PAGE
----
Autism and India

– Chinmayi Bhavani Shankar

By one definition, autism is defined as a developmental disorder that appears in the first 3 years of life, and affects the brain’s normal development of social and communication skills. At first glance, it seems relatively harmless. It doesn’t affect regular bodily functions, it doesn’t cause deformities, and it just affects social and communication skills. But give it some more thought. How many days have you had when you haven’t communicated with anyone? Think about how many social interactions you have every day – with your family, with your friends, with colleagues, and with everyone from the store clerk to the parking attendant. Our daily life runs on communication and the skills are somewhat engrained within us. Can you imagine life with impaired communication skills? I couldn’t.

Growing up in India, I had noticed that most mental disorders were grouped into one big chunk named “mental retardation”. People didn’t really care to understand the difference between the slew of different disorders that affected the human brain, unless they have a near and dear one who is affected. I had also never heard of autism, until I came to the United States. Does that mean that it is not as prevalent in India? Or that people are not aware of it?

“While the disorder is not rare, the majority of autistic population in India has not been diagnosed and does not receive the services they need. This problem occurs in many countries, but is especially true in India where there is a tremendous lack of awareness and misunderstanding about autism among the medical professionals, who may either misdiagnose or under diagnose the condition.”(

This also brings into light another problem, that there is a sizeable percentage of the medical society in India that may not be aware of autism. Although there is no cure for autism, the symptoms of autism can be managed with intensive and appropriate treatment program at a young age. This makes awareness about autism even more important. If people are able to discover early signs of autism and get support for their children, then the chances of the child facing problems growing up is minimized.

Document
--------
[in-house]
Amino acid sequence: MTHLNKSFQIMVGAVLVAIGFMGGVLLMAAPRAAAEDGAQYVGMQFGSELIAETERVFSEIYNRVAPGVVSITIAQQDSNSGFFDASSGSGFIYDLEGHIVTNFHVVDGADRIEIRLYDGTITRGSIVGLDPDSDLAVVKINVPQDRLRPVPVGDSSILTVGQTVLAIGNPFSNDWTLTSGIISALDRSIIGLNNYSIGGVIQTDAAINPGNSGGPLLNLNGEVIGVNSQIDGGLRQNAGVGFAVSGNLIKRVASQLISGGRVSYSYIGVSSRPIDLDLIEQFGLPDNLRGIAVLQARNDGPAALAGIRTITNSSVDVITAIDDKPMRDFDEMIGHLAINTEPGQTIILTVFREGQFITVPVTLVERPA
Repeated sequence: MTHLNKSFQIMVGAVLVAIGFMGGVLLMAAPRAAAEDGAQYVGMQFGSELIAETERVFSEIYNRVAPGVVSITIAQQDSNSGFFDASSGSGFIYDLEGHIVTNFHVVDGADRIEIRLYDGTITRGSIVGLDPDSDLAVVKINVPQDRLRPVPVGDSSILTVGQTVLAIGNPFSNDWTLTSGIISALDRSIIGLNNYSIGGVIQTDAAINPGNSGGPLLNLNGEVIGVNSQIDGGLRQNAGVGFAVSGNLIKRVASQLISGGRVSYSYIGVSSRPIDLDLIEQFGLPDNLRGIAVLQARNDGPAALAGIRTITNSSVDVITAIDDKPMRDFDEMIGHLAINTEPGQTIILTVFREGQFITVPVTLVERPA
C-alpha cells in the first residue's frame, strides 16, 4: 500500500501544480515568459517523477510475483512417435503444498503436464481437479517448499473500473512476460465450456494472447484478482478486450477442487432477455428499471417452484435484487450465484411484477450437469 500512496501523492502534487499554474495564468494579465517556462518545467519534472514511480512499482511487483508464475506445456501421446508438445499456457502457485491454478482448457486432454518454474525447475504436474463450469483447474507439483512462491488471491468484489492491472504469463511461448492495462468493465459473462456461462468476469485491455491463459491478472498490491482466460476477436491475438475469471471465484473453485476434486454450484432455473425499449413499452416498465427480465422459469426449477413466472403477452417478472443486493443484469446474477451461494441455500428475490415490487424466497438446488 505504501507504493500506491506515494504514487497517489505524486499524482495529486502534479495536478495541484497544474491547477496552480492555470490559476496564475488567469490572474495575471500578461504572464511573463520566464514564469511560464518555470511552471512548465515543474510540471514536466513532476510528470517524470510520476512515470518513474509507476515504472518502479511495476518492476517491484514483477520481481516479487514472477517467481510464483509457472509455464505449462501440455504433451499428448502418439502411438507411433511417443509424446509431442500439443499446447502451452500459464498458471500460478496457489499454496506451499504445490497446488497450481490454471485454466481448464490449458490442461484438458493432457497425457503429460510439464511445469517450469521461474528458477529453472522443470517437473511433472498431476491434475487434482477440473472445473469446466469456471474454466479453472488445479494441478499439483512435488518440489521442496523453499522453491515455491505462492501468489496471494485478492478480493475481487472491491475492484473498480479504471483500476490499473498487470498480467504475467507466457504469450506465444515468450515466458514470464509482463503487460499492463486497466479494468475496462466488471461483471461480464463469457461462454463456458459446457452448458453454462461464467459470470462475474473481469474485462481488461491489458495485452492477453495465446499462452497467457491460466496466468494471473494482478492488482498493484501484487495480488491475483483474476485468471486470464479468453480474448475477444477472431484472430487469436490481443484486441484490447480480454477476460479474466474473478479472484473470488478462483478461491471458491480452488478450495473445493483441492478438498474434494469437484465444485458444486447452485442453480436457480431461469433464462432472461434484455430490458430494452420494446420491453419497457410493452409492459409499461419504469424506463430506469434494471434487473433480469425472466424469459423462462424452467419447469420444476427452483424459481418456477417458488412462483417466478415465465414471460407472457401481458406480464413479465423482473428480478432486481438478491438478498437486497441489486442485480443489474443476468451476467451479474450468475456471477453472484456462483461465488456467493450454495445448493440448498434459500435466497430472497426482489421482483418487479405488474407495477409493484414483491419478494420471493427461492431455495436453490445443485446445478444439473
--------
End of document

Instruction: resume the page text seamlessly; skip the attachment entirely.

“One of the major difficulties faced by parents of children with autism in India is obtaining an accurate diagnosis. A parent may take their child to a pediatrician only to be reassured that their child is just “slow.” Unsatisfied, they may visit a psychologist, to be told their child is “mentally subnormal.” Convinced that their child does not fit the typical picture of mental retardation, they may visit a psychiatrist, to be told that their child has attention deficit disorder, and must be put on medication to control hyperactivity. After months of sedation and unsatisfactory progress, they may again begin a cycle of searching for the correct name for their child’s problem.

This brings us to the next question, “my child has autism, now what?” Even if a child is diagnosed at an early age, are there facilities in India that can provide the optimum support? There are special schools, but very few if any that are focused toward treating children with autism. In a country where availability of basic education is a growing problem, it cannot be surprising that specialized education is rare. However, demand will give birth to supply. As awareness increases, diagnoses increase, and the need for special education heightens, and as a result services to cater to the need will also increase.

Vibha supports projects like Janmadhyam, Shristi – Chiguru, and Prayas among others to contribute to the education and well being of mentally disabled children. Janmadhyam is an award winning NGO in India that strives to bring people with disability to the mainstream by promoting self-advocacy, mainstream employment, and self-employment through training, and Shristi is a Bangalore based academy for mentally challenged children and children with autism. As agents of change, the least we can do is talk about autism, and ensure that our friends and family are aware of how it can impact affected children. April was Autism Awareness month and the fourth World Autism Awareness day was celebrated on April 2nd 2011. Awareness is the first step in every problem solving journey. Let’s take that first step in hopes of developing a more understanding nation for families affected by autism.


2 thoughts on “Autism and India

  1. Ritu Sehgal says:

    Homeopathy can help kids wih autism although its a long process you can still get some homeopaths to volunteer and help. I can do it but I am based in USA so I need someone to take the case in India homeopathically and email it to me based on which I will send the prescriptions.

  2. jo says:

    Its true, people in India are not very well informed or aware about autism and other such special need conditions in children. My younger brother, now 13, is autistic. My parents faced a lot of problems to obtain the right diagnosis. It isn’t easy for families with autistic kids, especially in India, where correct diagnosis and detection can be hard to find.

    I have recently started a blog based on my life and journey with my brother, where i will be sharing my experiences, stories and providing tips, advice and links. Have a look.. 🙂

Leave a Reply

Fill in your details below or click an icon to log in: Logo

You are commenting using your account. Log Out /  Change )

Google+ photo

You are commenting using your Google+ account. Log Out /  Change )

Twitter picture

You are commenting using your Twitter account. Log Out /  Change )

Facebook photo

You are commenting using your Facebook account. Log Out /  Change )


Connecting to %s